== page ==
Kant on Causality, Freedom, and Objectivity was first published in 1984. Minnesota Archive Editions uses digital technology to make long-unavailable books once again accessible, and are published unaltered from the original University of Minnesota Press editions.
Kant's account of causation is central to his views on objective truth and freedom. The Second Analogy of Experience, in the Critique of Pure Reason,where he provides his defense of the causal principle, has long been the focus of intense philosophical research. In the past twenty years, there have been two major periods of interest in Kantian themes, The first coincided with a general turn away from positivism by analytic philosophers, and resulted in a fruitful interchange between Kant scholars and those who applied Kantian ideas to contemporary philosophical problems. In recent years, a new surge of interest in Kant's work occurred along with the developing controversy over realism generated by the work of Dummett and Putnam. Scholars now appreciate the extent to which the Kantian causal principle is illuminated by the philosopher's argument that his transcendental idealism supports an empirical realism. And in turn, Kant's views on objectivity, causation, and freedom are especially relevant to the philosophical concerns raised by the new debate over realism.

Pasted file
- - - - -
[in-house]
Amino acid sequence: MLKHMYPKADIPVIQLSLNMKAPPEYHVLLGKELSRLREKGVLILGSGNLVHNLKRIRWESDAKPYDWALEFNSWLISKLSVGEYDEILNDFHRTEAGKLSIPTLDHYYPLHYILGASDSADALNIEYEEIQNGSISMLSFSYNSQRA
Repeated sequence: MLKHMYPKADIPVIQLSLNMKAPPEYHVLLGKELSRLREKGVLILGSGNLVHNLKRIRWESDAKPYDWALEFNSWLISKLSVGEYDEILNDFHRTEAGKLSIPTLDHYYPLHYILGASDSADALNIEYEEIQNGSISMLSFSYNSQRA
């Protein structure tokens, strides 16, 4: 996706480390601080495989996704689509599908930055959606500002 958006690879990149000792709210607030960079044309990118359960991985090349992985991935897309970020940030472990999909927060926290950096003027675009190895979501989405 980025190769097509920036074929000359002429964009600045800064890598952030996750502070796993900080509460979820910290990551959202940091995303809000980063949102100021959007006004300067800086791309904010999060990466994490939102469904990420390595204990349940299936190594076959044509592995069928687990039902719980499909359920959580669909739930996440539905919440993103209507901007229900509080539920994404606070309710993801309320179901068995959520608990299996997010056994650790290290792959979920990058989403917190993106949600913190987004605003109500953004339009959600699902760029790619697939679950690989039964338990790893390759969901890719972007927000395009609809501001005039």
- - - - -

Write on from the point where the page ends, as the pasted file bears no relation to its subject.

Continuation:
The eight papers in this book are drawn from two conferences that honored Lewis White Beck, an influential Kant scholar. Together with the introductory essay by the editors, they show the continuing relevance of Kant's analysis for the present-day philosophy of causation.
On the Fivefold Routes to the Principle of Causation